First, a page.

After a short break I'll finish with a rundown of my current watches.

  5. #55
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    Six watches.

    In my mind, I think of them as two 'destination' watches, two military and two other. I've roamed a bit, over the last twelve years, but I've got a satisfying handful, which was my underlying ideal. That's not to say that things couldn't change, but profligacy is almost certainly over.


    Rolex Datejust

    The universal Rolex, discreetly fabulous since 1945. Doesn't bother with reductive and arbitrary categories - it's a 'watch, gents'. I could wear either version, but the 36mm feels better connected to the legions of Datejusts that have gone before. It's an aristocrat, the Datejust. Buy one new and keep it for life.


    Rolex Explorer II

    In a sense, an 'active' partner to the passive Datejust. Some would have a Submariner in this role, but I tried one and we didn't get along.

    The 16570 suits me better than the current model. It's from 2011, the last year of production, so has the benefit of old-school decorum and modern mechanicals. I doubt if I could ever find a better one and it's my one watch with a sense of 'captured!' about it.

    Some watches just seem made to measure - both in size and character. The Submariner felt a bit clumsy, as if it was made for someone else. The Explorer fits.


    MkII Hawkinge

    The culmination of my love affair with the IWC Mk11, and the closest you can get to the most iconic of military watches without buying a decomposing and very expensive original.

    I'd been waiting ten years for a convincing tribute to the Mk11, and when it came it was named after a WWII airfield not far from where I live. History aside, it's a handsome thing from the golden age of the wristwatch. I must remind myself of these things, should I ever be tempted to sell it...

    If a watch can have a personality, this is closer to mine than anything. Does that make me a homage to a more authentic person?

    Could the Hawkinge stand alone as a representative of military watches? Could I have no military watches at all? Probably not. They're a counterweight to my glittering baubles.


    Stowa Flieger

    In some ways, a companion piece to the Hawkinge. Jörg Schauer was the person most responsible for turning the unwieldy B-Uhr into a modern retro classic, and he has continued to refine it over the years. This is my second. Ideally, I'd prefer a 40mm hand-wind version, but it doesn't really matter. Quality touches lift it above military utility.


    Glycine Airman No. 1

    Cranky and outmoded but historic and loveable. Hands and pointers flying off in all directions. You suspect it was even a bit cranky in 1953 when it became the first GMT watch, beating the Rolex GMT by a year. Lacks glamour but has buckets of charm. Purchased at a considerable discount. Might have to be sacrificed if I want to bring something in.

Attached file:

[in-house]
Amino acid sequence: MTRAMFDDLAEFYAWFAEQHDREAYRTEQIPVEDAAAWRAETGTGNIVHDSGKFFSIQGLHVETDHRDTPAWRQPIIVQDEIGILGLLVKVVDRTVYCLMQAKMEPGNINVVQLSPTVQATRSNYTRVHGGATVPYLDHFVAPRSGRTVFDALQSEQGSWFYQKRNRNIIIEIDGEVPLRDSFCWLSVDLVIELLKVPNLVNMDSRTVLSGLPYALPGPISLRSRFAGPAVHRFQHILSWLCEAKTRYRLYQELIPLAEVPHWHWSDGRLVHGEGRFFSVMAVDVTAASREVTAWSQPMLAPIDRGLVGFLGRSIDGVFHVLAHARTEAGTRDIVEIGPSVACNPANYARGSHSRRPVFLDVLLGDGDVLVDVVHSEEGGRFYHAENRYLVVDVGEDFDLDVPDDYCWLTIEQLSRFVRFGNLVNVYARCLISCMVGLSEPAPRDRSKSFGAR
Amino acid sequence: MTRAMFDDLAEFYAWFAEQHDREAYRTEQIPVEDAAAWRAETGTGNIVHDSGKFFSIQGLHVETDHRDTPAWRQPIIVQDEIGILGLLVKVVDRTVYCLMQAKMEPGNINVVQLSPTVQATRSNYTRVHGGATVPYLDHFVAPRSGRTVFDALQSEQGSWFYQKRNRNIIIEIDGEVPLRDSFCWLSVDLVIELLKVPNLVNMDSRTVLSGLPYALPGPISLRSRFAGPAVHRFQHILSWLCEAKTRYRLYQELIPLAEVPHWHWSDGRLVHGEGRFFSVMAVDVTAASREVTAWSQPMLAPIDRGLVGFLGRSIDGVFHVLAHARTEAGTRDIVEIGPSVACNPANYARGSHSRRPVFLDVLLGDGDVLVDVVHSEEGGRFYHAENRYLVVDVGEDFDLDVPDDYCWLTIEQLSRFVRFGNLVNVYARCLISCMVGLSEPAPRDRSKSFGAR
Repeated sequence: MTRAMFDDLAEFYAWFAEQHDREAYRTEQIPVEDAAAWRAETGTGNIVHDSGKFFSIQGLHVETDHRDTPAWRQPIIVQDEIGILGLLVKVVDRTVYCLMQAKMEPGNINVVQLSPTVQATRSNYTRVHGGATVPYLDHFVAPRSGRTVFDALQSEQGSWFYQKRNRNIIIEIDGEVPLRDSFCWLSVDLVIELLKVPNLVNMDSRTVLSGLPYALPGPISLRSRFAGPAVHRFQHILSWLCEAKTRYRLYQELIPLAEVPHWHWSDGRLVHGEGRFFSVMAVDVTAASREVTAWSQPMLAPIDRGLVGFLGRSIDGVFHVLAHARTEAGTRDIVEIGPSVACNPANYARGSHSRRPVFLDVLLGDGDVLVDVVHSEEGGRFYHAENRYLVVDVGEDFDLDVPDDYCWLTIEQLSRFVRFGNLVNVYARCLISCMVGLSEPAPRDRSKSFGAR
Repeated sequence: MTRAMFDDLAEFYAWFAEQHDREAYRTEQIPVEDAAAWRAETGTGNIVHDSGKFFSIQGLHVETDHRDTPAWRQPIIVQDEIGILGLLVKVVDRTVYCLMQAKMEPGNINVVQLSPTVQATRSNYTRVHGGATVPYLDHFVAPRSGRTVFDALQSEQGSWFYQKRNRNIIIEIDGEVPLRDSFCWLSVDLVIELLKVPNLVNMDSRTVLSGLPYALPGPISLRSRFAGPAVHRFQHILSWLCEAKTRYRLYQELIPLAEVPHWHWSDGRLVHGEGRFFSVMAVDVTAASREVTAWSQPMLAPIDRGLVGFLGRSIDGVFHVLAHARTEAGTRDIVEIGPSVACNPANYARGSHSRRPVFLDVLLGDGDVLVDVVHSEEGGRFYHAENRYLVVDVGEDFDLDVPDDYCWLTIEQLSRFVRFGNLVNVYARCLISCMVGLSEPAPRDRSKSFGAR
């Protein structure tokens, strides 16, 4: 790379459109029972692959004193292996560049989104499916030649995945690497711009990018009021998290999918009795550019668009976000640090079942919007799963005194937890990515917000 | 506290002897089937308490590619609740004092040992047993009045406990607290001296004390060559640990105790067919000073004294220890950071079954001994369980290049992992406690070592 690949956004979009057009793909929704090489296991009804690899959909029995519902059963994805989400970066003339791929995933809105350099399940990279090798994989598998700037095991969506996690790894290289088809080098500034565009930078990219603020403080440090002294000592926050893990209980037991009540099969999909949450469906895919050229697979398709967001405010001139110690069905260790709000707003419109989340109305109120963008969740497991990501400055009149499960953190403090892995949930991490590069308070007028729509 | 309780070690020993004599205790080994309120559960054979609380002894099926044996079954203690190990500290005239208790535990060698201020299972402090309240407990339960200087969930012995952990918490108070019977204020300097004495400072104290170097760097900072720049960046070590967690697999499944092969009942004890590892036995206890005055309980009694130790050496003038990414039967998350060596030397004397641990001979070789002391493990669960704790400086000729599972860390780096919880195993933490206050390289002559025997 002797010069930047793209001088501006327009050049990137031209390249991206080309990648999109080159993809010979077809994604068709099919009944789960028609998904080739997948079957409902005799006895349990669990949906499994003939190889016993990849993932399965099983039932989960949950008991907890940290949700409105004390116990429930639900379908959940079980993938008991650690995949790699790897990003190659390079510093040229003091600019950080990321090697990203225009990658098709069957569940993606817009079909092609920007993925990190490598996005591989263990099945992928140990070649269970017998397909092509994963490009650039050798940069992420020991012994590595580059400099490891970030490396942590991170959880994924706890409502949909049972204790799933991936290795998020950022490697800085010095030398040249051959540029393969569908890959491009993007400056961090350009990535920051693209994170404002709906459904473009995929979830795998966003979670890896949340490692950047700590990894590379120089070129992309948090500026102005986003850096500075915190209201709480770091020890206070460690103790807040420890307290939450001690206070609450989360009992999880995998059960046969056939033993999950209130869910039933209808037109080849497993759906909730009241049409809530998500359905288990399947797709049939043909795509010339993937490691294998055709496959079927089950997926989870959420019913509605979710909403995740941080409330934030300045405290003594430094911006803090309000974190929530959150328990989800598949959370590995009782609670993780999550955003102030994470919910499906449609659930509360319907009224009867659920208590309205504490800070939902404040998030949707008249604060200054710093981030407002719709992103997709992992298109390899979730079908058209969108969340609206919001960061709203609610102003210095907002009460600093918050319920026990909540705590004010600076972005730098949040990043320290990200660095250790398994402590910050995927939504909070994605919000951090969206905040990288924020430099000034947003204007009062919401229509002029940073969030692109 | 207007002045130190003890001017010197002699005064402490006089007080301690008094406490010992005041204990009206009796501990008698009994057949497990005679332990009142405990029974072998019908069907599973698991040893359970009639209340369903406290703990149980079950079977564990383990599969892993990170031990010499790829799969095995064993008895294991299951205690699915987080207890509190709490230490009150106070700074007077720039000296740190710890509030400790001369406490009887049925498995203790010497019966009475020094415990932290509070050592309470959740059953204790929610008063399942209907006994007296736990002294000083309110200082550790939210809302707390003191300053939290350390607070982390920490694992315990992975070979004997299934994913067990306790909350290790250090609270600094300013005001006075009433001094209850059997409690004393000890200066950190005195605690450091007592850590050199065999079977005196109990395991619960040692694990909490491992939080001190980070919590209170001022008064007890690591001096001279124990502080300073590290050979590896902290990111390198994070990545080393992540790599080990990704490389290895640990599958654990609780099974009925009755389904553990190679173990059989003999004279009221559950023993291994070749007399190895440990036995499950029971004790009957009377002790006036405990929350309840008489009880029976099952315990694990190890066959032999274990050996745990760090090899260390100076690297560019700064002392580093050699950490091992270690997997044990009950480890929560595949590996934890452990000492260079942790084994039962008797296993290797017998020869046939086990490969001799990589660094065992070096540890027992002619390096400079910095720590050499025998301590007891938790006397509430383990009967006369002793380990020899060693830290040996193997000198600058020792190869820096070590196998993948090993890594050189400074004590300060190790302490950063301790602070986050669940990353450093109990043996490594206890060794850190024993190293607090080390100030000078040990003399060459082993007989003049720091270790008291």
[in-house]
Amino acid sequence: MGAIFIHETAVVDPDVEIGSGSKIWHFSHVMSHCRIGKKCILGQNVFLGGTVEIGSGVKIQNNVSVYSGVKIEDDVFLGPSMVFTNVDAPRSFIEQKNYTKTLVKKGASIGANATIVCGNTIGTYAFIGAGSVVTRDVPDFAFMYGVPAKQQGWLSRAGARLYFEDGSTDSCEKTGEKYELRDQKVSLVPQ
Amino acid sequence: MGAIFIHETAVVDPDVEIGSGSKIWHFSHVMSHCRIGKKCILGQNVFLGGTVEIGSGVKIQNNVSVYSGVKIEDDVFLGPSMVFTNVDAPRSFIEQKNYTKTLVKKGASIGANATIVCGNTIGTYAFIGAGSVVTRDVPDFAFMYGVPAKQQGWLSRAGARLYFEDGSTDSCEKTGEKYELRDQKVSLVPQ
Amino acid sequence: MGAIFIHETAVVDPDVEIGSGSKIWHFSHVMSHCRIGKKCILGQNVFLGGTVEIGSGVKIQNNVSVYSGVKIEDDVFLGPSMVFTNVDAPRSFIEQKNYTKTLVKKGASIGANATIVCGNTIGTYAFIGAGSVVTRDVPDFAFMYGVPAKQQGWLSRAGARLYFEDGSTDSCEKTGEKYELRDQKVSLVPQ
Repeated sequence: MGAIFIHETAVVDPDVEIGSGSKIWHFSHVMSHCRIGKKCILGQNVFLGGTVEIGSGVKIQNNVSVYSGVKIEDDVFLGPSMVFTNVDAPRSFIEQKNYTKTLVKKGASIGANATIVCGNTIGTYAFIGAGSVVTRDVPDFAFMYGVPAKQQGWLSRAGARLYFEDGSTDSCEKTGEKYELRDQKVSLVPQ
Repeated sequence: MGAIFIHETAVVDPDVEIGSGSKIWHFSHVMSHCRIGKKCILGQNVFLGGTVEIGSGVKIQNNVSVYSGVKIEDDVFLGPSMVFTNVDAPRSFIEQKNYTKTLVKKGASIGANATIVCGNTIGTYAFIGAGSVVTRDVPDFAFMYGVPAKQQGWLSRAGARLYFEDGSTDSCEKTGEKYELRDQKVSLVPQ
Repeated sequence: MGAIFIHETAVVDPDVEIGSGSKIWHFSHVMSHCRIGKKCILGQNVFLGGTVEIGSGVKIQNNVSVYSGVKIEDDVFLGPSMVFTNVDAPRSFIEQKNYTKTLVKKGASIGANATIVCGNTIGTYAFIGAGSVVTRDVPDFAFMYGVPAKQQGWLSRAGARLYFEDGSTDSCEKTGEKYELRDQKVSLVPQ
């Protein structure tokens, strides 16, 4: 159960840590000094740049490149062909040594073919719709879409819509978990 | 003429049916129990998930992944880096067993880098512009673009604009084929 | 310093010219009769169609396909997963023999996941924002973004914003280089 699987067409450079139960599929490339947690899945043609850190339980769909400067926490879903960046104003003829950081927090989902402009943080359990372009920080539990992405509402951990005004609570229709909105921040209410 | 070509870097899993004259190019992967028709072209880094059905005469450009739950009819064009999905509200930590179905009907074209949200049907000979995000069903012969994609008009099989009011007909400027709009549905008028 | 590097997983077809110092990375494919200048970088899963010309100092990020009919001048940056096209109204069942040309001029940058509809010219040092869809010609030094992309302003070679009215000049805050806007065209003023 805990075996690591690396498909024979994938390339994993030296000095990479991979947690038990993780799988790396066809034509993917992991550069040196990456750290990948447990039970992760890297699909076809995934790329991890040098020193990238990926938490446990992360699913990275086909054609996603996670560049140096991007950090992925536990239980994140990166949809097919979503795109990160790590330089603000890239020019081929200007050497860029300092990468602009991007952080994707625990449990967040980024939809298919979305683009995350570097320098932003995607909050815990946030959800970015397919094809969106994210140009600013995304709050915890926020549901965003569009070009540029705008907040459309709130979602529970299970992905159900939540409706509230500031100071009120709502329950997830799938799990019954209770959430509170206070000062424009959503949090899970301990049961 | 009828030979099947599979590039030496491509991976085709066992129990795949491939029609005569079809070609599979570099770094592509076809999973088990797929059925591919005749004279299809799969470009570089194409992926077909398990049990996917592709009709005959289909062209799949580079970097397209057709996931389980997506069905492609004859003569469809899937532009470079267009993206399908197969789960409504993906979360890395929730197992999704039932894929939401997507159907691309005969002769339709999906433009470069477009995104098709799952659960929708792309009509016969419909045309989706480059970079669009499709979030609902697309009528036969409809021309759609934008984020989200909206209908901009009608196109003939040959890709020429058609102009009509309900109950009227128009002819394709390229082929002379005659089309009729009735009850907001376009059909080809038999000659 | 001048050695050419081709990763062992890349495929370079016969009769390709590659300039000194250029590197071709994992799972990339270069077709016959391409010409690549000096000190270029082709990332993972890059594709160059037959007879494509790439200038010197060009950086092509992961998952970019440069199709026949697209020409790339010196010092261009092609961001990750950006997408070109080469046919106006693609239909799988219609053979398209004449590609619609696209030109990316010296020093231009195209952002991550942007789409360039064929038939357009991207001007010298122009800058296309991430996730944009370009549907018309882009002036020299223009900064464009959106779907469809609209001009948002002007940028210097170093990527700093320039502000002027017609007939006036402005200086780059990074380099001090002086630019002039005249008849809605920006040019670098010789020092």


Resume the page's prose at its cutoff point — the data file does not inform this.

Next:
IWL 1963

    Well, you've got to have one - and as a bonus, I like it. The winding action has become a bit unpredictable, so I wouldn't be surprised if it ground to a halt at some point, relegating itself to a depository of things that can't quite be thrown away. I'm also aware of click spring issues with the ST19, but refuse to play safe by not fully winding it.

    Despite being one-third Rolex, I'd say my watches were unremarkable - which is how I like them. I have a liking for the 'perfectly ordinary'.

    My (almost separate) liking for more adventurous things isn't represented at the moment.

    For the future, it feels like I've got unfinished business with Nomos. The Club and Metro won't leave me alone, and haven't done for years - especially the original Metro, the Datum Gangsreserve. For now, I'm content to live with what I have. If I learnt that the Metro was going to be discontinued, I'd buy one tomorrow.
    Last edited by tribe125; Apr 16, 2019 at 10:08 PM.

  6. #56
    Moderator - Central tribe125's Avatar
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    What have I learned, from the last twelve years, and from doing this thread?

    • Know who you are and buy watches for that person. We all have day-dreams, but the person in the day-dream isn't always us.

    • Regard the money spent on watches as 'gone'. If you can't do that, think again about the level of spending.

    • Don't be over-deliberate. There's just as much chance of making a mistake from following a plan as from following your nose.

    • Don't pay too much attention to rank and category. Neither are that well-founded and both can lead you up the wrong path.

    • Be wary of sentimental attraction. It can be imposed and artificial and it gets in the way. The watches don't care what we think about them.

    • Watches are for you and nobody else. Most of the people you know couldn't give a hoot about your watch. The right watch doesn't have to be conventional.